At & T Information Systems, Inc., Appellant/cross-appellee, v. Local 13000 Communications Workers of America, Afl-cio,appellee/cross-appellant, 797 F.2d 147 (3d Cir. 1986)Annotate this Case
Francis M. Milone (argued), David S. Fortney, Philadelphia, Pa. (Morgan, Lewis & Bockius, of counsel), for appellant/cross-appellee, AT & T Information Systems Inc.
Richard H. Markowitz (argued), Robert C. Cohen, Philadelphia, Pa. (Markowitz & Richman, of counsel), for appellee/cross appellant, Local 13000, Communications Workers of America, AFL-CIO.
Before GIBBONS, BECKER and STAPLETON, Circuit Judges.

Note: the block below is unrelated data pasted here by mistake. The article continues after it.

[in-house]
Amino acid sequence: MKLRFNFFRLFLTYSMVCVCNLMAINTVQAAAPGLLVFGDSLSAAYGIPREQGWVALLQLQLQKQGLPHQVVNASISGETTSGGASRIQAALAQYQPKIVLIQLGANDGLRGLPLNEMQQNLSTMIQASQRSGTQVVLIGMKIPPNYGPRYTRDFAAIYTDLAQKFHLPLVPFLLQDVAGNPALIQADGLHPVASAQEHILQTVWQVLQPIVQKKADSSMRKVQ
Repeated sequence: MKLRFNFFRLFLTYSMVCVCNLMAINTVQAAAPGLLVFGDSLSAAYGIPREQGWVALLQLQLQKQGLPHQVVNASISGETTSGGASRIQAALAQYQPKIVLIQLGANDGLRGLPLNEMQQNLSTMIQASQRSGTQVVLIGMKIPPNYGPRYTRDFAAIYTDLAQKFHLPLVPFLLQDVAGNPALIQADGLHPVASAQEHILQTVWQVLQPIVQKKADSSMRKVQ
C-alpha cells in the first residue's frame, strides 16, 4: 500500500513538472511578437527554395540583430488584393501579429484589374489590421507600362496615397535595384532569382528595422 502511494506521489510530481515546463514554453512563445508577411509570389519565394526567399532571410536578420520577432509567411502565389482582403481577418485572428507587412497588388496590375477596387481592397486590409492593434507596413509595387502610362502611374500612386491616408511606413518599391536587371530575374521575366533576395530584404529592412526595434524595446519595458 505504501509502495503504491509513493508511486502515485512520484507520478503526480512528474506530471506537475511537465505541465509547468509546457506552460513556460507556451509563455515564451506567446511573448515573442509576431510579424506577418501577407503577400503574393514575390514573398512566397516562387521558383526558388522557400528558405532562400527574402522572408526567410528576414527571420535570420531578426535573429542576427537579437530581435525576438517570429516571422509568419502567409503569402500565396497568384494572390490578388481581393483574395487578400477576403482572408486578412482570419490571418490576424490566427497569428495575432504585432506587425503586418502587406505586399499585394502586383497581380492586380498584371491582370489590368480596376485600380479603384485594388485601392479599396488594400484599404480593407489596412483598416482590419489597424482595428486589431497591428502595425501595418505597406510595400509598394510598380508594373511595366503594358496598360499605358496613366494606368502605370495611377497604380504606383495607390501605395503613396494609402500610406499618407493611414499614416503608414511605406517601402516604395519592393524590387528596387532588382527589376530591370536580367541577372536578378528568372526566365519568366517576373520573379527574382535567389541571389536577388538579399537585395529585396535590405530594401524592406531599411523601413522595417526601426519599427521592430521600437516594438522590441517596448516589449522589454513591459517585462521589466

OPINION OF THE COURT
GIBBONS, Circuit Judge:
AT & T Information Systems, Inc. (ATTIS) (formerly American Bell, Inc.) appeals from an order determining that ATTIS was bound by a collective bargaining agreement between Communications Workers of America, Local 13000 (formerly Federation of Telephone Workers of Pennsylvania) (Local 13000) and Bell Telephone Company of Pennsylvania (Pa. Bell), which contains a grievance-arbitration clause, and thus bound to arbitrate three grievances. Local 13000 cross-appeals from an order vacating the award made by the arbitrator in one of those grievances. We conclude that the district court erred in holding that ATTIS was bound by the arbitration undertaking in the Pa. Bell-Local 13000 collective bargaining agreement. Thus we will reverse in ATTIS's appeal (No. 85-1379) and affirm the order vacating the arbitration award in Local 13000's cross-appeal (No. 85-1400).